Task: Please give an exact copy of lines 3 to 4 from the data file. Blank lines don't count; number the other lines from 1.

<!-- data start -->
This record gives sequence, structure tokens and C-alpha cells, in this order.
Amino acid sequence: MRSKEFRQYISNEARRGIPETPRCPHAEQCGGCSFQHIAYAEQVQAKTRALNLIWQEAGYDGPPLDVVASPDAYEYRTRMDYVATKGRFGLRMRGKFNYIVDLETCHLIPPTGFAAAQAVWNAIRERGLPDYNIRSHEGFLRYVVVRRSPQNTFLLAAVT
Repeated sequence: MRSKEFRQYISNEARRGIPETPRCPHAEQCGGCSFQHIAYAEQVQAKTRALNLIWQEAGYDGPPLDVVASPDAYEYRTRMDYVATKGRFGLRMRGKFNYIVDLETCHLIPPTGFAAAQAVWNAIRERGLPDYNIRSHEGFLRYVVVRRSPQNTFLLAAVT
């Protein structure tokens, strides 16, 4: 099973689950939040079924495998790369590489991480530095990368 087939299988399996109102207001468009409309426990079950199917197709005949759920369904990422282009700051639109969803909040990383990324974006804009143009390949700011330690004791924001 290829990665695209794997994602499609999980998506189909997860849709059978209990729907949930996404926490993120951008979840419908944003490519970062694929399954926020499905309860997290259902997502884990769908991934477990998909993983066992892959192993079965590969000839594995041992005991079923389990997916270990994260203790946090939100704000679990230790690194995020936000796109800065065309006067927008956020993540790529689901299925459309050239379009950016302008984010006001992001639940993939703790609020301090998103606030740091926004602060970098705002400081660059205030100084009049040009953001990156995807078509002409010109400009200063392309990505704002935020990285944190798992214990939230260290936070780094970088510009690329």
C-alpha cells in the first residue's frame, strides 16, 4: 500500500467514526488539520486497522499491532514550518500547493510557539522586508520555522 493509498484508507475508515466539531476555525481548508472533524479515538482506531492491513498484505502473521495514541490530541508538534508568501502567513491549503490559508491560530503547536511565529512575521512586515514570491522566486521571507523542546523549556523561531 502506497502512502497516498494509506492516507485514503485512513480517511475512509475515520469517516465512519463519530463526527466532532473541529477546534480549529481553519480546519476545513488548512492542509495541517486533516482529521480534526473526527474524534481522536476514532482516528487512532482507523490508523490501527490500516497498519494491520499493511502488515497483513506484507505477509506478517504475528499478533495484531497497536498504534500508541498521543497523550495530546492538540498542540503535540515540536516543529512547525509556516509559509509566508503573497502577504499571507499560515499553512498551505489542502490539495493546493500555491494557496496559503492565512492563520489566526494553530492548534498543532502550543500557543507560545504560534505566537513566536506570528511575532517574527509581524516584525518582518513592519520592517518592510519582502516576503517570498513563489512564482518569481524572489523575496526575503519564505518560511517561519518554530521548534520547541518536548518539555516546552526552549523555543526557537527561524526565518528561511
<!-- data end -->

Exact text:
Repeated sequence: MRSKEFRQYISNEARRGIPETPRCPHAEQCGGCSFQHIAYAEQVQAKTRALNLIWQEAGYDGPPLDVVASPDAYEYRTRMDYVATKGRFGLRMRGKFNYIVDLETCHLIPPTGFAAAQAVWNAIRERGLPDYNIRSHEGFLRYVVVRRSPQNTFLLAAVT
């Protein structure tokens, strides 16, 4: 099973689950939040079924495998790369590489991480530095990368 087939299988399996109102207001468009409309426990079950199917197709005949759920369904990422282009700051639109969803909040990383990324974006804009143009390949700011330690004791924001 290829990665695209794997994602499609999980998506189909997860849709059978209990729907949930996404926490993120951008979840419908944003490519970062694929399954926020499905309860997290259902997502884990769908991934477990998909993983066992892959192993079965590969000839594995041992005991079923389990997916270990994260203790946090939100704000679990230790690194995020936000796109800065065309006067927008956020993540790529689901299925459309050239379009950016302008984010006001992001639940993939703790609020301090998103606030740091926004602060970098705002400081660059205030100084009049040009953001990156995807078509002409010109400009200063392309990505704002935020990285944190798992214990939230260290936070780094970088510009690329």